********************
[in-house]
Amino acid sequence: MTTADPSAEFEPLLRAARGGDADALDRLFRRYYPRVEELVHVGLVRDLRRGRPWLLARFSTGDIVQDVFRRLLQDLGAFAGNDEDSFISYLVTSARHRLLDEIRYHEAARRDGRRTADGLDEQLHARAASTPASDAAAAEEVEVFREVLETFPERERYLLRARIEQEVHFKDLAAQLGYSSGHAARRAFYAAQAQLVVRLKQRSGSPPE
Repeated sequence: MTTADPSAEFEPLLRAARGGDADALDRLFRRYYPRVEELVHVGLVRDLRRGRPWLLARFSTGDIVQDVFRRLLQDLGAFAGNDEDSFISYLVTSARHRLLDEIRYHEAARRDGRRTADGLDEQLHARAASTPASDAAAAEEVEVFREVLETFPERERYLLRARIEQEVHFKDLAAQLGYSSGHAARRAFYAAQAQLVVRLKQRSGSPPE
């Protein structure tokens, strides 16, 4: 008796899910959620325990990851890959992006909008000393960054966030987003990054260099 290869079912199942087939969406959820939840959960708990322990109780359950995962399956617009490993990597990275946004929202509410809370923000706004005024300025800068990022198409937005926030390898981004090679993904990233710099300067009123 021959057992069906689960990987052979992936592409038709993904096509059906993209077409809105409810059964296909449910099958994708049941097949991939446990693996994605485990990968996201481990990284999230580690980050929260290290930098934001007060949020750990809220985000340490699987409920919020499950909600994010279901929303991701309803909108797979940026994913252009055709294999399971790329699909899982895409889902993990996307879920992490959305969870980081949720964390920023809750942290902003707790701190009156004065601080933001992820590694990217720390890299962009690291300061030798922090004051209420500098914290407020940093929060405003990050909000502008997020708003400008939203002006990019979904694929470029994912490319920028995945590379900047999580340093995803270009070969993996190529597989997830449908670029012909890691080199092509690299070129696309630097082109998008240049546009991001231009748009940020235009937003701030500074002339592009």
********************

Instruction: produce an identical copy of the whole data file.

[in-house]
Amino acid sequence: MTTADPSAEFEPLLRAARGGDADALDRLFRRYYPRVEELVHVGLVRDLRRGRPWLLARFSTGDIVQDVFRRLLQDLGAFAGNDEDSFISYLVTSARHRLLDEIRYHEAARRDGRRTADGLDEQLHARAASTPASDAAAAEEVEVFREVLETFPERERYLLRARIEQEVHFKDLAAQLGYSSGHAARRAFYAAQAQLVVRLKQRSGSPPE
Repeated sequence: MTTADPSAEFEPLLRAARGGDADALDRLFRRYYPRVEELVHVGLVRDLRRGRPWLLARFSTGDIVQDVFRRLLQDLGAFAGNDEDSFISYLVTSARHRLLDEIRYHEAARRDGRRTADGLDEQLHARAASTPASDAAAAEEVEVFREVLETFPERERYLLRARIEQEVHFKDLAAQLGYSSGHAARRAFYAAQAQLVVRLKQRSGSPPE
């Protein structure tokens, strides 16, 4: 008796899910959620325990990851890959992006909008000393960054966030987003990054260099 290869079912199942087939969406959820939840959960708990322990109780359950995962399956617009490993990597990275946004929202509410809370923000706004005024300025800068990022198409937005926030390898981004090679993904990233710099300067009123 021959057992069906689960990987052979992936592409038709993904096509059906993209077409809105409810059964296909449910099958994708049941097949991939446990693996994605485990990968996201481990990284999230580690980050929260290290930098934001007060949020750990809220985000340490699987409920919020499950909600994010279901929303991701309803909108797979940026994913252009055709294999399971790329699909899982895409889902993990996307879920992490959305969870980081949720964390920023809750942290902003707790701190009156004065601080933001992820590694990217720390890299962009690291300061030798922090004051209420500098914290407020940093929060405003990050909000502008997020708003400008939203002006990019979904694929470029994912490319920028995945590379900047999580340093995803270009070969993996190529597989997830449908670029012909890691080199092509690299070129696309630097082109998008240049546009991001231009748009940020235009937003701030500074002339592009």